According to a new Forbes article, “7 Money Musts Before You Die,” there are key things to do to make sure your family not only inherits your fortune but also understands the family´s financial situation.
Here’s what Forbes suggests:
1. Make sure you have adequate life insurance.
2. Update beneficiaries on retirement accounts, annuities and life insurance policies.
3. Research whether you can add beneficiaries to your other assets, such as bank and investment accounts.
4. Draft a will.
5. Consider creating a trust. This is an option to take especially if you have a complex financial or family situation.
6. Try to involve your spouse in family finances.
7. Make a record of where everything is.
Besides these steps there are others things to do, according to Investopedia like take stock of what you own, make a list of your debts, the organizations you belong to and charities you support.
You should also make a list of all your social media passwords, so your family can close your email, Factbook, Twitter and other online accounts, a modern issue that tends to get overlooked.
People have always used payday loans for emergency situations, but these days an emergency may require more than a quick fix. MSNBC reports that almost seven in 10 people are using these short-term, high fee loans for everyday expenses such as food, rent and utilities. As a result, the popularity of payday loans appears to be on the rise.
The findings were published in a recently released report by Pew Center on the States. According to the report, payday loans are usually loans of $100 to $500. Lenders charge about $15 for each $100 borrowed over a two-week period.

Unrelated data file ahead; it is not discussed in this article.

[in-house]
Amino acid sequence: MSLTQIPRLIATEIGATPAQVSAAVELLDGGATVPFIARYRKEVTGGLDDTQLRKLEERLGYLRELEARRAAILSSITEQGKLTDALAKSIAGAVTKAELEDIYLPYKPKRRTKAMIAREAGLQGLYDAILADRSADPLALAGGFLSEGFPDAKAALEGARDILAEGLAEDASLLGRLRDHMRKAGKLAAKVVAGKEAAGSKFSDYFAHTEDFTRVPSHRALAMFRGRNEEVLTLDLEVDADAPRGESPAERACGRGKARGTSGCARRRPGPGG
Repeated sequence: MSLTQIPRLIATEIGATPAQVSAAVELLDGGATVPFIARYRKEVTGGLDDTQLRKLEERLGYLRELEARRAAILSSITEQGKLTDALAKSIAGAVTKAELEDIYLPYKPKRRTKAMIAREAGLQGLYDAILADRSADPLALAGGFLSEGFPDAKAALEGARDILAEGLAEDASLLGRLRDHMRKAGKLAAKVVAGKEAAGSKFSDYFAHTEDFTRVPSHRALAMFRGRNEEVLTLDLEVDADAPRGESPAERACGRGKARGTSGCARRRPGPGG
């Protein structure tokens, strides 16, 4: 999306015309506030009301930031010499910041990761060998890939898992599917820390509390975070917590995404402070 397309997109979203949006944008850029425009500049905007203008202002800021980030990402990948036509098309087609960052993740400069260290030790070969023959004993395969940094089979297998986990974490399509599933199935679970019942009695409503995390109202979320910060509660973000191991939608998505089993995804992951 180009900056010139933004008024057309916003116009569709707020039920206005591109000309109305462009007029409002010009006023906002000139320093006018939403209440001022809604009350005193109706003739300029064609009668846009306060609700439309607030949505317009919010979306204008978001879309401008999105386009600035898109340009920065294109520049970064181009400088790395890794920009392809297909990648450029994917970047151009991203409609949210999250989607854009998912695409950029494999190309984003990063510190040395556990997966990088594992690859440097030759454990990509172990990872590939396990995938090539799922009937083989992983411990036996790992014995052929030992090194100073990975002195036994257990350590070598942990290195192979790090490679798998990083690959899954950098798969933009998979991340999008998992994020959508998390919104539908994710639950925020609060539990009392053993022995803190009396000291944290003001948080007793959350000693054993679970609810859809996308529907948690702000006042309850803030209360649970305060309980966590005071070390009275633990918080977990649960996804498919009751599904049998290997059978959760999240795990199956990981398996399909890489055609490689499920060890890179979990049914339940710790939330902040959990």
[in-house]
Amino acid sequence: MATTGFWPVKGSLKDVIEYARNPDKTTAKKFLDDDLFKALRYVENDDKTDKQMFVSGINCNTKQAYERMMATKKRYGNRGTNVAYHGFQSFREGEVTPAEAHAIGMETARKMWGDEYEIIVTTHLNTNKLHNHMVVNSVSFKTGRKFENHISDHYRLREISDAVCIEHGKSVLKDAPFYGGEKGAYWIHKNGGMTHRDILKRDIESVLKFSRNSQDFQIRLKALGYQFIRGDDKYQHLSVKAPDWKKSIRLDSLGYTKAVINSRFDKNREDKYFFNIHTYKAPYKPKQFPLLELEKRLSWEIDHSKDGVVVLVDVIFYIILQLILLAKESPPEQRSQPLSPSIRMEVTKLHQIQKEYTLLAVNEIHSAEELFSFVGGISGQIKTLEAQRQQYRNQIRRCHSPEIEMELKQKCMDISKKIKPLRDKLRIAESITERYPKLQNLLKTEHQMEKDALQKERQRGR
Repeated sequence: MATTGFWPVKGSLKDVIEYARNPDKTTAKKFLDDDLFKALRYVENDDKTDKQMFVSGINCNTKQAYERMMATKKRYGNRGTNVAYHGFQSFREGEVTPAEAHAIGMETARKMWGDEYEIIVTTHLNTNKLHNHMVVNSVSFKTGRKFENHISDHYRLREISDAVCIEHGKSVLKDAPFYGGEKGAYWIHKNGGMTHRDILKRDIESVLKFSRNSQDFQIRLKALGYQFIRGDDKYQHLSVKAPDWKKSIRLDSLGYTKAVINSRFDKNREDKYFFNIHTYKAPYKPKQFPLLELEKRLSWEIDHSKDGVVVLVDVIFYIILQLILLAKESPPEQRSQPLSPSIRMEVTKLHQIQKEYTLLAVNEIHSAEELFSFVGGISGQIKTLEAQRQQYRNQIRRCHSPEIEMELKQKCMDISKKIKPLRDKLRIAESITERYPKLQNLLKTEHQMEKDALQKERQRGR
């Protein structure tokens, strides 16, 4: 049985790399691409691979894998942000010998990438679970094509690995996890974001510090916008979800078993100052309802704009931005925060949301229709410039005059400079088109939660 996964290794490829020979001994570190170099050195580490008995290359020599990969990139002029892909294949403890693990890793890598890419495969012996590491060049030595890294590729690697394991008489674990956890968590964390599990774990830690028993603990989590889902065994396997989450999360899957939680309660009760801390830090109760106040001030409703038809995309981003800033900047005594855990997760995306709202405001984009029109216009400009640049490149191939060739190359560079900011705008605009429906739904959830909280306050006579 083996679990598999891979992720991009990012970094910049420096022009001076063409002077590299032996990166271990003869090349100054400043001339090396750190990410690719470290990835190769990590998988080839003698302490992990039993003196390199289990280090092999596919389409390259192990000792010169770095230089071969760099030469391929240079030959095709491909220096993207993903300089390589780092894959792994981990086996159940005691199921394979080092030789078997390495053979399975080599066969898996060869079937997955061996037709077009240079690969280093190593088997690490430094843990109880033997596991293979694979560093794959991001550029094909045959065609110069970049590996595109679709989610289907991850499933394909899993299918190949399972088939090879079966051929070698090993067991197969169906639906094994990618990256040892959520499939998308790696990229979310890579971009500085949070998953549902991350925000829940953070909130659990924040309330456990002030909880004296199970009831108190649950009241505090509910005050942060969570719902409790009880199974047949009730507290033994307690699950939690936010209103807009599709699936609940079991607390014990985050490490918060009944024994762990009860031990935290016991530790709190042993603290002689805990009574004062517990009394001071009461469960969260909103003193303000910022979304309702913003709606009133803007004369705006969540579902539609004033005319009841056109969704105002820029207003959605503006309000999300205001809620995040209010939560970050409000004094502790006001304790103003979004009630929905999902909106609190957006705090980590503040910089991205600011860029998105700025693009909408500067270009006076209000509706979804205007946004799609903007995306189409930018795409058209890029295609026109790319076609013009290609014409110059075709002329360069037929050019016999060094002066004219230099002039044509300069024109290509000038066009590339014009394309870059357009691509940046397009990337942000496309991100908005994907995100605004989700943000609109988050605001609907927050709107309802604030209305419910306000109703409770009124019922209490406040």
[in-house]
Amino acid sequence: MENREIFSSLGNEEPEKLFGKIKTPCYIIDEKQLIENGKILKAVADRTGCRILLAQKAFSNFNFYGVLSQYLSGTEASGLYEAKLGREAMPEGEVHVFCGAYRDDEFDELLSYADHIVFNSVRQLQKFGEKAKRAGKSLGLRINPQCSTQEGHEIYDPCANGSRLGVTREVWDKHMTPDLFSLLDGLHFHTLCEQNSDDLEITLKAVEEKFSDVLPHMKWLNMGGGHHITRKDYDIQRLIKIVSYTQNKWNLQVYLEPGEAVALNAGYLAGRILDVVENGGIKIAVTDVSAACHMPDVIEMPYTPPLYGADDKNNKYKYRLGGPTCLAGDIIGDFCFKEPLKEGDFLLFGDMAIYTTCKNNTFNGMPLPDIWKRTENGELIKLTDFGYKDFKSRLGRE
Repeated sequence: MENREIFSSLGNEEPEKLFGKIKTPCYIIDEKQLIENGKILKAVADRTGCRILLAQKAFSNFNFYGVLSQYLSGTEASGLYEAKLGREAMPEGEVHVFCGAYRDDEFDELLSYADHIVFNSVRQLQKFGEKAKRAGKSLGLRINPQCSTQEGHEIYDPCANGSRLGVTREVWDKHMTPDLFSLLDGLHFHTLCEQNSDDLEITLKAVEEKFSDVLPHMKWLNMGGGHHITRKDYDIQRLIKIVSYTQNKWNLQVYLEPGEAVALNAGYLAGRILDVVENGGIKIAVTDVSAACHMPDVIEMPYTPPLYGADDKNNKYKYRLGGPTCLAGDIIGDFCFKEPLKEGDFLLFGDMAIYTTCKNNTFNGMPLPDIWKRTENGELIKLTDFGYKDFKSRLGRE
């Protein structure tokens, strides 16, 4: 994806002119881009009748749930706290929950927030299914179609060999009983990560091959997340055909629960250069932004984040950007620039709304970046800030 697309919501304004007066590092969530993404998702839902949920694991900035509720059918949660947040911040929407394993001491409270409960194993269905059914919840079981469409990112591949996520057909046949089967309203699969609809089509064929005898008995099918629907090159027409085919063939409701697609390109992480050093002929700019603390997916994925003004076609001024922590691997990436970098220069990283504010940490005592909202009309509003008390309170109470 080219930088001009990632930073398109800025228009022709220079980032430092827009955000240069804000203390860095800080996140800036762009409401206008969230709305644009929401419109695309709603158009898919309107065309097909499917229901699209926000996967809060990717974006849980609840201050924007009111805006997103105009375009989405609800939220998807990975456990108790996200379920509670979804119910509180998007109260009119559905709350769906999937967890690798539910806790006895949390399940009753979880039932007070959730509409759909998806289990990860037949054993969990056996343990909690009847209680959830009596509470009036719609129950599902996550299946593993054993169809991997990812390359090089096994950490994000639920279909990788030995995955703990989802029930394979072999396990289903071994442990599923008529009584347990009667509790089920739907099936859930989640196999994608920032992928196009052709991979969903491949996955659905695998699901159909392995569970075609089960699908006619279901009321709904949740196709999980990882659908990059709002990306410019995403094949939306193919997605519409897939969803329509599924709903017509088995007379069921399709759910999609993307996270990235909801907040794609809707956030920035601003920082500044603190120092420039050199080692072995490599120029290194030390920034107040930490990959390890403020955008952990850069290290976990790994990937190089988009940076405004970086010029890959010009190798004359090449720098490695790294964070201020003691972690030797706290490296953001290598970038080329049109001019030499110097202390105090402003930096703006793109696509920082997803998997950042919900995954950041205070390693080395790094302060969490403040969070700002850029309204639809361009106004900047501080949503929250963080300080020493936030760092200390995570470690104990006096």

“Of course there’s recurring use for this product,” Amy Cantu, spokeswoman for the Community Financial Services Association of America, a trade group for payday lenders, said to MSNBC. “It’s often the best option for millions of Americans that are looking to manage their financial obligations.”
The high fee rates of payday loans combined with their use for everyday needs transforms the loan into a high-interest credit line that leaves users in debt for months. The average user takes out $375 a year and spends $520 in interest. Although over half of payday users are white, females between 25 and 44 years old, African Americans are more likely to use payday loans than any other minority group. Most people that use payday loans don’t have a four-year college degree. In addition, parents are more likely to use payday loans, especially if the household income is less than $50,000 a year.
In the past five years, about 5.5 percent of American adults have used payday loans, and in 2010 12 million people used them.
Despite what the lenders may say, Pat Seamon, the senior director with the National Endowment for Financial Education, says that payday loans are one of the most expensive ways to borrow money. She advises that low-income families should avoid them at all cost, and instead create an emergency fund of as little $500. Although this is much less than the recommended six to nine months recommended by most financial specialists, she believes it’s an approachable goal for these families and a better system than payday loans.
You bond with your partner over drinks, over a weekend getaway, over buying a home together, and all of these things require money. In some sense, money can buy you love because it can buy you the stability and the opportunities under which you can get to know each other and become closer. Having enough money also fends off many fights. But, the reality is, money comes and goes, and you don’t want your relationship to go with it. So, think and talk about these things, before you hit tough times.